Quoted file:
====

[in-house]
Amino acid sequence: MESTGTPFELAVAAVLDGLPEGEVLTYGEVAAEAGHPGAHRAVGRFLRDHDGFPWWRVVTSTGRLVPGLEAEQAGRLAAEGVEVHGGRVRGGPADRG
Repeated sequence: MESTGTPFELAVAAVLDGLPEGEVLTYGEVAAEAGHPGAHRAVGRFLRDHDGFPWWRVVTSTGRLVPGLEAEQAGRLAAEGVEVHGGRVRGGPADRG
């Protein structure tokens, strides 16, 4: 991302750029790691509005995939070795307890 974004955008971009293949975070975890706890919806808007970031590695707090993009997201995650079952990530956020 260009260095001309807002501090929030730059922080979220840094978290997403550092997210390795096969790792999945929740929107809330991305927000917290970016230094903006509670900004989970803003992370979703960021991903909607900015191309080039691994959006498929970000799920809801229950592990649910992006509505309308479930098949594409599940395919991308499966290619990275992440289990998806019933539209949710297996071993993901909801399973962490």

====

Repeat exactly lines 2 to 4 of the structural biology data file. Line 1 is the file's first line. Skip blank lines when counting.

Amino acid sequence: MESTGTPFELAVAAVLDGLPEGEVLTYGEVAAEAGHPGAHRAVGRFLRDHDGFPWWRVVTSTGRLVPGLEAEQAGRLAAEGVEVHGGRVRGGPADRG
Repeated sequence: MESTGTPFELAVAAVLDGLPEGEVLTYGEVAAEAGHPGAHRAVGRFLRDHDGFPWWRVVTSTGRLVPGLEAEQAGRLAAEGVEVHGGRVRGGPADRG
């Protein structure tokens, strides 16, 4: 991302750029790691509005995939070795307890 974004955008971009293949975070975890706890919806808007970031590695707090993009997201995650079952990530956020 260009260095001309807002501090929030730059922080979220840094978290997403550092997210390795096969790792999945929740929107809330991305927000917290970016230094903006509670900004989970803003992370979703960021991903909607900015191309080039691994959006498929970000799920809801229950592990649910992006509505309308479930098949594409599940395919991308499966290619990275992440289990998806019933539209949710297996071993993901909801399973962490």